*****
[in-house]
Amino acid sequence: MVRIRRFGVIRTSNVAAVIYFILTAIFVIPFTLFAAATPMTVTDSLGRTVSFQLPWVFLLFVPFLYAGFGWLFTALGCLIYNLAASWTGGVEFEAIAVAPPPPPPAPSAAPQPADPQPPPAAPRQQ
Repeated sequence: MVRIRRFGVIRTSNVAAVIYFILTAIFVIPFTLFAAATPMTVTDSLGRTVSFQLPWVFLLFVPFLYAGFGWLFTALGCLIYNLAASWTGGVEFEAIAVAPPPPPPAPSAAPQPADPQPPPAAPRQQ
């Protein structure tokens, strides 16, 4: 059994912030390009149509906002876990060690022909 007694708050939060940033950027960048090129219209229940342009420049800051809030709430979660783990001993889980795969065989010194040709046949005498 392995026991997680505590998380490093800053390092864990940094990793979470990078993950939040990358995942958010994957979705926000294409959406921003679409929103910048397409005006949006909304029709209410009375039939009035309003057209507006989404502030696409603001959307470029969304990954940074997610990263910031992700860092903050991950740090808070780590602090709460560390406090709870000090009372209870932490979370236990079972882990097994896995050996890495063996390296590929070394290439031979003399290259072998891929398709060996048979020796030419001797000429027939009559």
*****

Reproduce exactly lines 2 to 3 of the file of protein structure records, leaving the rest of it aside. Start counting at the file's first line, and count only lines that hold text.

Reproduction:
Amino acid sequence: MVRIRRFGVIRTSNVAAVIYFILTAIFVIPFTLFAAATPMTVTDSLGRTVSFQLPWVFLLFVPFLYAGFGWLFTALGCLIYNLAASWTGGVEFEAIAVAPPPPPPAPSAAPQPADPQPPPAAPRQQ
Repeated sequence: MVRIRRFGVIRTSNVAAVIYFILTAIFVIPFTLFAAATPMTVTDSLGRTVSFQLPWVFLLFVPFLYAGFGWLFTALGCLIYNLAASWTGGVEFEAIAVAPPPPPPAPSAAPQPADPQPPPAAPRQQ